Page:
Industry Perspective on OA
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The progressive degenerative changes associated with osteoarthritis (OA) can arise from age-related chronic degeneration or can be triggered by traumatic changes in the articular cartilage and/or subchondral bone. Traditionally, the orthopaedics industry has intervened in this disease progression only in the latter stages with joint replacements, but the picture has been changing over the last few years with the development of novel products and techniques. In addition to arthroplasty, the orthopaedics industry is now considering three alternative points of intervention in the disease, namely: (1) pain treatment; (2) disease progression; and (3) treatment of cartilage and osteochondral trauma, all essentially allowing for preservation of the joint. Whilst joint arthroplasty remains an extremely successful treatment option, a realistic aim of the healthcare industry must be to prevent disease progression, through early intervention allowing for a more complete return to function for patients.
Industry Innovations in Pain Management in OA
Treatment of OA pain has been largely the domain of pharmaceutical companies, but over the last few years, a number of orthopaedic players have developed intra-articular injections of hyaluronic acid (HA) for treatment of pain. Adoption of this technology has suffered to some extent due to the requirement for a course of multiple injections and reports of pseudosepsis. Newer formulations are now becoming available that require only a single injection, with pain relief lasting for several months and no apparent incidence of pseudosepsis .
The provision of such HA products by orthopaedic companies is a radical change from the traditional “metal and plastic” of previous years, and a natural extension to this will be for companies to provide similar products that can slow or arrest disease development. Although no such products are currently available, it is an area of active research.
Industry Innovations in Cartilage Repair
Perhaps the most significant advances in OA by orthopaedic companies have resulted from approaches to the surgical treatment of chondral and osteochondral lesions or cartilage restoration. A variety of approaches exist for treating these lesions, mostly using autograft tissue (e.g., OATS or autologous chondrocyte implantation procedures) or allograft tissue, but each has limitations. Zimmer has recently introduced two new implants to provide a therapeutic cartilage repair whilst avoiding some of the pitfalls of other techniques: DeNovo NT® Natural Tissue Graft is an allograft composed of particulated live juvenile cartilage containing viable chondrocytes. It has been well reported that the metabolic activity of juvenile cells is significantly higher than adult cells , and consequently, it might be expected that the repair may be improved over other methods. To date, approximately 2,500 cases have been conducted with this allograft, and initial clinical results appear extremely promising  through 2 years of follow-up.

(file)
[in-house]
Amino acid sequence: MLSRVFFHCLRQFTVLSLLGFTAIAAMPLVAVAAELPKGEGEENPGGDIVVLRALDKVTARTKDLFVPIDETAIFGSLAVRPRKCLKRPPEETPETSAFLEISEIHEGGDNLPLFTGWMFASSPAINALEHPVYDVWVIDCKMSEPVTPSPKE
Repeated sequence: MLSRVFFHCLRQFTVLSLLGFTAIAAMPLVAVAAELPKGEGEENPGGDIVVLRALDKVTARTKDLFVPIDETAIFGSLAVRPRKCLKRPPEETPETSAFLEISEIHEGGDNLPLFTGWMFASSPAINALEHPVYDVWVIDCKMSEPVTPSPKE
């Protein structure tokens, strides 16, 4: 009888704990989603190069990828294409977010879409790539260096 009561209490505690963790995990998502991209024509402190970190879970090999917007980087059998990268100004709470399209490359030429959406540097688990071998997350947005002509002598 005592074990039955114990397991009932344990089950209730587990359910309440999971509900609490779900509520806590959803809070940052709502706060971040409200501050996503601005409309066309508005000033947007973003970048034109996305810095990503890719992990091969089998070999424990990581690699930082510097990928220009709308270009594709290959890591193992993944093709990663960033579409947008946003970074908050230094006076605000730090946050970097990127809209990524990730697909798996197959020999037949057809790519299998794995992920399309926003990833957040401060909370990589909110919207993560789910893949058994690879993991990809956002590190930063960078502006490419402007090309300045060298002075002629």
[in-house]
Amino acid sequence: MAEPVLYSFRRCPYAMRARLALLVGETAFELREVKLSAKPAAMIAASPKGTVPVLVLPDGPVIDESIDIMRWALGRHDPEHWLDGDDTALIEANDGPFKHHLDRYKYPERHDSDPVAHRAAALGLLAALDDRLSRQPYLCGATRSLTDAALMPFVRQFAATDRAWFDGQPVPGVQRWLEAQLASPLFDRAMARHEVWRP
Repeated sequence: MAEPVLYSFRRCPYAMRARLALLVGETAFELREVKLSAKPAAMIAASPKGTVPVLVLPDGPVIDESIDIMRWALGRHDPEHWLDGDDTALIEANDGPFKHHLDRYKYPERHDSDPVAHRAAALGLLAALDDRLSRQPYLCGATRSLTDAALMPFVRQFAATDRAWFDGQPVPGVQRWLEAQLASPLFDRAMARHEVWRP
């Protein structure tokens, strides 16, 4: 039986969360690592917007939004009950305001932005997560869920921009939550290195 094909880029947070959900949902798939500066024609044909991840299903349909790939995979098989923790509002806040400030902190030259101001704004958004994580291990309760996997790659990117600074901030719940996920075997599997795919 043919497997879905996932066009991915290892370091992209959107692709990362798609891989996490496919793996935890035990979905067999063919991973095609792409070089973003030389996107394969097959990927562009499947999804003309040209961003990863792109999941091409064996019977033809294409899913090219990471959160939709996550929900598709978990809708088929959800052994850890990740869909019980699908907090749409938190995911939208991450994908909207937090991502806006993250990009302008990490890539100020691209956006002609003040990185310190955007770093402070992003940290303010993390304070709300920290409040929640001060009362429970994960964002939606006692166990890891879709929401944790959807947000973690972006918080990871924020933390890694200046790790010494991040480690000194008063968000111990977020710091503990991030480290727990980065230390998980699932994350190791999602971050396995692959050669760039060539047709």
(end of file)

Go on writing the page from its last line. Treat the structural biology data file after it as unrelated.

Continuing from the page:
Osteochondral allografts have provided a good option for repair for over three decades, but have been reported to induce immune responses to the graft, leading to prolonged inflammatory reactions, cartilage degeneration and delayed graft incorporation. A recently introduced product (Chondrofix® Osteochondral Allograft) seems to be less prone to these issues owing to the removal of lipids and other cell debris. Additionally, this product has the advantage of a 2-year shelf life whilst retaining all mechanical properties of native tissue. Clinical experience is still limited to date, but early indications are promising, and in preclinical studies, the implant has been shown to provide repair for a minimum of 18 months.
The intention of these newer implants is the treatment of cartilage lesions as soon as they become symptomatic and returning the patient to a level of function as high as that achieved prior to injury. As technology advances, we might expect to see the emergence of disease-modifying treatments for OA, further improvements in pain medication and also the emergence of genuinely efficacious tissue-engineered chondral repair products. A number of these are currently in phase 3 clinical studies.
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